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From: Mike Monett
X-Mailer: Mozilla 2.02 (Win16; I)
Subject: Re: PSU ripple current
Date: Wed, 15 Jan 2003 13:39:29 -0500
NNTP-Posting-Date: Wed, 15 Jan 2003 13:38:57 EST
Organization: Bell Sympatico
John Woodgate wrote:
> I read in sci.electronics.design that Mike Monett
> wrote (in <3E256FD4.3B35@sneakemail.com>)
> about 'PSU ripple current', on Wed, 15 Jan 2003:
> >The harmonics are a substantial percent of the fundamental. You cannot
> >ignore them and expect to get accurate answers for ripple current, which
> >is what this thread is about.
> Well, why do we want to know the ripple current? To determine whether
> the I^2R loss in the capacitor will overheat it (even if we do that by
> comparing our ripple current figure with that in the cap manufacturer's
> If we have 20% third harmonic content in the current waveform, it
> contributes 4% of the power.
> The rounded tip on the positive-going 'tooth' of the (blunt) saw-tooth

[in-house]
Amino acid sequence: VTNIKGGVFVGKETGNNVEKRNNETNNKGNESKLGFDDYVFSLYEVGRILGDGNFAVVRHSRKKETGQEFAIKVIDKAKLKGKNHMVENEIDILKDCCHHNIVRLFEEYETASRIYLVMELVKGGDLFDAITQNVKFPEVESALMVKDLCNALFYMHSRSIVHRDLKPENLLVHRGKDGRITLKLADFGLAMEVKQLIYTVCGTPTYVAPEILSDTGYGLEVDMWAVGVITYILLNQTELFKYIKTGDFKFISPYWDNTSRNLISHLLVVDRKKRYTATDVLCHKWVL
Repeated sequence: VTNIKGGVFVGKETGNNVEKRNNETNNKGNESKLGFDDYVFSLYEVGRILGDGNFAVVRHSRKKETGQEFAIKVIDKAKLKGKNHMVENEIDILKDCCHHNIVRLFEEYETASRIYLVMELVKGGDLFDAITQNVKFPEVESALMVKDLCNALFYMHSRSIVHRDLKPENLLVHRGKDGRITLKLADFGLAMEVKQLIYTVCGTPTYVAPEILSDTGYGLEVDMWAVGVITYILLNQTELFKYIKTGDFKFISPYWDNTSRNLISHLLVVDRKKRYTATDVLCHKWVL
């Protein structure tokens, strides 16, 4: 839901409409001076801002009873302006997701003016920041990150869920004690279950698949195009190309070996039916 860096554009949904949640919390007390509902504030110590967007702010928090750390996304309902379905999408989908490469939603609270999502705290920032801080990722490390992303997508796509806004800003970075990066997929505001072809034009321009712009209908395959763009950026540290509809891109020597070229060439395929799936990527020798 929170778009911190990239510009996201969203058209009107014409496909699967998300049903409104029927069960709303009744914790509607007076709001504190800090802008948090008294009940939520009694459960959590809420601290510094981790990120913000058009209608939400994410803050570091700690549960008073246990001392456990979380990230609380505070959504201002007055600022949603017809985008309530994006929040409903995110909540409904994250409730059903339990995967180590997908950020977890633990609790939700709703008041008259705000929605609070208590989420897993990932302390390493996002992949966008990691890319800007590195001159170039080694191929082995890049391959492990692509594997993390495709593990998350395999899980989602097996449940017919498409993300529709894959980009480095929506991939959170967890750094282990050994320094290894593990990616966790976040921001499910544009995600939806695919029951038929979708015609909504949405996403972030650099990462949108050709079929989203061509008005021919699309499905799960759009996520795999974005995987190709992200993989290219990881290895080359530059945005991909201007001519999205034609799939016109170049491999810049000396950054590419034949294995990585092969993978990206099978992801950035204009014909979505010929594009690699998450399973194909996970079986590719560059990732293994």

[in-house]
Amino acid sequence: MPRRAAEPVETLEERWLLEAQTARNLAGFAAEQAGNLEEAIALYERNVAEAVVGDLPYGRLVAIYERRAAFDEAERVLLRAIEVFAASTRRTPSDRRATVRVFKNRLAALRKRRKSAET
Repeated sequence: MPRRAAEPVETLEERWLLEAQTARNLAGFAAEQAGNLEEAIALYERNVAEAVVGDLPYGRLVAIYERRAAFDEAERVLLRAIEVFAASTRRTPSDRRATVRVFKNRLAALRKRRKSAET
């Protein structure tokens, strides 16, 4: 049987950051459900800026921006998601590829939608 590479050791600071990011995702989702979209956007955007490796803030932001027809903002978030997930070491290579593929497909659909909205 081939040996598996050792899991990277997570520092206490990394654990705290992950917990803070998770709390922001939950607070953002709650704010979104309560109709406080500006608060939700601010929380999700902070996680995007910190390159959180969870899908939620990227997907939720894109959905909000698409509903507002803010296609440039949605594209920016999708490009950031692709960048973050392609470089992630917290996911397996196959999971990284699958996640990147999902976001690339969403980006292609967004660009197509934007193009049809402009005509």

> waveform actually represents a lower content of very high order
> harmonics than are contained in the approximative (sharp) saw-tooth
> The conduction angle (part of the half-cycle during which the diodes
> conduct) of a typical rectifier is 55 degrees (less for a direct on-line
> rectifier, more for one fed from a low-power transformer). From this,
> the amplitudes of the fundamental and harmonics of the (sharp) saw-tooth
> voltage waveform, and of the capacitor current waveform, can be
> Regards, John Woodgate
The conduction angle changes dramatically with source and load impedance.
This changes the harmonic content.
The harmonics add to the peak current, which is an important limit in
There is little reason to use approximation methods and rule of thumb
calculations when SPICE is freely available.
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